The Holy Place represents us doing business before God, but the Most Holy Place points to God doing business with us. The High Priest went into the Holy of Holies once a year. He took off His outer garments that had the bells attached to it, and walked into it clothed only in his linen garments that represented righteousness (Leviticus 16:4). He offered the necessary sacrifice in the presence of God’s Shekinah glory to ensure right standing. We cannot personally come to God in the Most Holy Place unless we first have right standing with Him.

      The Most Holy Place is a place of silence, for the Bible tells us to be still and know that God is God (Psalm 46:10). It is in the Most Holy Place there is no other knowledge present but the presence of God. There is no breath other than His that we can hear in the secret chamber. In this place there is no outside clamoring, just the consuming awareness of the majesty of God. It is in this place where worship in Spirit and truth take place and intimate communion is the end product.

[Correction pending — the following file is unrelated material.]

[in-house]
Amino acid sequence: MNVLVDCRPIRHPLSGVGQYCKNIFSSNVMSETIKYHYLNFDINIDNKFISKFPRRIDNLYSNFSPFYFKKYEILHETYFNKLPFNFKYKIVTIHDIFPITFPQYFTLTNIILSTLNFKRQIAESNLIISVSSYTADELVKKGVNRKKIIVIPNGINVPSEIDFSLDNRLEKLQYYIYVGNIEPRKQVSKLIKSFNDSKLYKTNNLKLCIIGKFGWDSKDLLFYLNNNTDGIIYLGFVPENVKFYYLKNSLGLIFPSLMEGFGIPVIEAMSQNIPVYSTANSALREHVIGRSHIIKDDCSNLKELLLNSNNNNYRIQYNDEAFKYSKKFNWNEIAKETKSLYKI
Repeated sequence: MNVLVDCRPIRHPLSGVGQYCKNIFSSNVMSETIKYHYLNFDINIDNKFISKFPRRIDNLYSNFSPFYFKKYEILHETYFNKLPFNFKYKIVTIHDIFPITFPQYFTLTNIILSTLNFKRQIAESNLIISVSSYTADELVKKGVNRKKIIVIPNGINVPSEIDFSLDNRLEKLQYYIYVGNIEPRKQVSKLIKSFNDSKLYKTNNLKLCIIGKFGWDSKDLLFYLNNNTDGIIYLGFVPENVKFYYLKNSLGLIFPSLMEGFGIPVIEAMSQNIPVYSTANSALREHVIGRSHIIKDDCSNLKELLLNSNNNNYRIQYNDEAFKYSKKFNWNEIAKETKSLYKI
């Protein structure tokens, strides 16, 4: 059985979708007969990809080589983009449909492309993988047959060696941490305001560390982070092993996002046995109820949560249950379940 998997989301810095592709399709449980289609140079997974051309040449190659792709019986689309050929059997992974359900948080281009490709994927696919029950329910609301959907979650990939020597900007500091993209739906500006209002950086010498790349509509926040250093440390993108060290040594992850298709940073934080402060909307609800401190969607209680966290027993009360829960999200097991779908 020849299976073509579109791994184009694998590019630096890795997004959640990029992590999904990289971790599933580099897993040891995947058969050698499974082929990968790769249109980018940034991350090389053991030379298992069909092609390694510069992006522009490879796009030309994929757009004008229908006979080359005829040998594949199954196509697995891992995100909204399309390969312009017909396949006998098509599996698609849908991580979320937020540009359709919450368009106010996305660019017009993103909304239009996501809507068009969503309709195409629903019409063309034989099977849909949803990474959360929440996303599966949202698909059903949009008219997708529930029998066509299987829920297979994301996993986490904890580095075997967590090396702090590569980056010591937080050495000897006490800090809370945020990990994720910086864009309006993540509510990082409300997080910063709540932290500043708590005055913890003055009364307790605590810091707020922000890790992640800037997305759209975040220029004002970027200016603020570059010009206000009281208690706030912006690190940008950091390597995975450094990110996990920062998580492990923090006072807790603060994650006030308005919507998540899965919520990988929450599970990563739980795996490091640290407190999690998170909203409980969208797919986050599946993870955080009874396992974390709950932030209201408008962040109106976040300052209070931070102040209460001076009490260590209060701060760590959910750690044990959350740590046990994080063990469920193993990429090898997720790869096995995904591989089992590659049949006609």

The beauty about being part of the present day priesthood is that we can make this journey daily into the Most Holy Place. After all, the veil separating the Holy Place from the Most Holy Place has been ripped in two, and now we can come to the place of mercy in order to find grace (Hebrews 4:16; 10:19-25). Since we are clothed in the righteousness of Christ, We can humbly approach God and give Him the opportunity to do business with us, knowing that we will walk out satisfied and complete.

      I learned a long time ago that it is not what I do for God that counts; rather, it is what I allow Him to do in me (Philippians 1:6). When God is able to have His way in my life or in a matter that concerns me, I know that He has done business with me. I also know when I enter into a place of true worship, that I am ready to avail myself to become a living extension of His life to others. After all, I cannot offer others what I have not yet received from His precious, loving hand.

      I am thankful for those pastors and churches that understand that everything done must become an avenue or opportunity for people to prepare to come into those quiet, secret places to gain a greater knowledge and awareness of God. People should never walk out of a service with the sole awareness of how the leaders perform or how sensational the activities of a church were; rather, they should always walk out with a greater awareness of Christ and Him crucified, lifted up on the cross for the world to see so that all who will come, can come and experience the fullness of His salvation and His eternal, abundant life in greater measure(John 7:37-39; 12:32; 1 Corinthians 2:2).